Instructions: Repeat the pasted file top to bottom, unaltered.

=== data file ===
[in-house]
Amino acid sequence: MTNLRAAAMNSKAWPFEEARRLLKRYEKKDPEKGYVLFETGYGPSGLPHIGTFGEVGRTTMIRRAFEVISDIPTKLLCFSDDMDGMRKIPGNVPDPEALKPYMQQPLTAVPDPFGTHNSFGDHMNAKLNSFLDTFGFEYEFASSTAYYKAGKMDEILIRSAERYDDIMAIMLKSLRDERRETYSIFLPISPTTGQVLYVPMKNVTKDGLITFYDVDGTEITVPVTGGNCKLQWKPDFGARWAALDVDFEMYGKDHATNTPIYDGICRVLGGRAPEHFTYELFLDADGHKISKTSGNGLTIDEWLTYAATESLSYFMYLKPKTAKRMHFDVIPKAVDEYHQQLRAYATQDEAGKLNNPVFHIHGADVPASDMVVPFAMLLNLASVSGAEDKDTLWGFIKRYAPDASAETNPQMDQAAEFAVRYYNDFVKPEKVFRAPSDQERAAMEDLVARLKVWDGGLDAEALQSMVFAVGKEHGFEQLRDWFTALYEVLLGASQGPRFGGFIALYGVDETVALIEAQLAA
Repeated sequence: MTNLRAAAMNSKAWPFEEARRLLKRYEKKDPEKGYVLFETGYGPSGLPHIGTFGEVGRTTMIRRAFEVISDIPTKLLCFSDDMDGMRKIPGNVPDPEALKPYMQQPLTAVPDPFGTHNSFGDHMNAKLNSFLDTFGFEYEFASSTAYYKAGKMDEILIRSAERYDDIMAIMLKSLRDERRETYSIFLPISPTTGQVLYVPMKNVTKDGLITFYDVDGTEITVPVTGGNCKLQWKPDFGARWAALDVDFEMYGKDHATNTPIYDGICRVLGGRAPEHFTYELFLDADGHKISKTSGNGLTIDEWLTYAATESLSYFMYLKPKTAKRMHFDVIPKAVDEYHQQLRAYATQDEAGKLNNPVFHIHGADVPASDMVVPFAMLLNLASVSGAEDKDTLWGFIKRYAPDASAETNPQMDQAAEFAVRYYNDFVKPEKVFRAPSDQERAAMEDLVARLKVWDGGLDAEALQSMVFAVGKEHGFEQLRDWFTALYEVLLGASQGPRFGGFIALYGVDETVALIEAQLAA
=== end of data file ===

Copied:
[in-house]
Amino acid sequence: MTNLRAAAMNSKAWPFEEARRLLKRYEKKDPEKGYVLFETGYGPSGLPHIGTFGEVGRTTMIRRAFEVISDIPTKLLCFSDDMDGMRKIPGNVPDPEALKPYMQQPLTAVPDPFGTHNSFGDHMNAKLNSFLDTFGFEYEFASSTAYYKAGKMDEILIRSAERYDDIMAIMLKSLRDERRETYSIFLPISPTTGQVLYVPMKNVTKDGLITFYDVDGTEITVPVTGGNCKLQWKPDFGARWAALDVDFEMYGKDHATNTPIYDGICRVLGGRAPEHFTYELFLDADGHKISKTSGNGLTIDEWLTYAATESLSYFMYLKPKTAKRMHFDVIPKAVDEYHQQLRAYATQDEAGKLNNPVFHIHGADVPASDMVVPFAMLLNLASVSGAEDKDTLWGFIKRYAPDASAETNPQMDQAAEFAVRYYNDFVKPEKVFRAPSDQERAAMEDLVARLKVWDGGLDAEALQSMVFAVGKEHGFEQLRDWFTALYEVLLGASQGPRFGGFIALYGVDETVALIEAQLAA
Repeated sequence: MTNLRAAAMNSKAWPFEEARRLLKRYEKKDPEKGYVLFETGYGPSGLPHIGTFGEVGRTTMIRRAFEVISDIPTKLLCFSDDMDGMRKIPGNVPDPEALKPYMQQPLTAVPDPFGTHNSFGDHMNAKLNSFLDTFGFEYEFASSTAYYKAGKMDEILIRSAERYDDIMAIMLKSLRDERRETYSIFLPISPTTGQVLYVPMKNVTKDGLITFYDVDGTEITVPVTGGNCKLQWKPDFGARWAALDVDFEMYGKDHATNTPIYDGICRVLGGRAPEHFTYELFLDADGHKISKTSGNGLTIDEWLTYAATESLSYFMYLKPKTAKRMHFDVIPKAVDEYHQQLRAYATQDEAGKLNNPVFHIHGADVPASDMVVPFAMLLNLASVSGAEDKDTLWGFIKRYAPDASAETNPQMDQAAEFAVRYYNDFVKPEKVFRAPSDQERAAMEDLVARLKVWDGGLDAEALQSMVFAVGKEHGFEQLRDWFTALYEVLLGASQGPRFGGFIALYGVDETVALIEAQLAA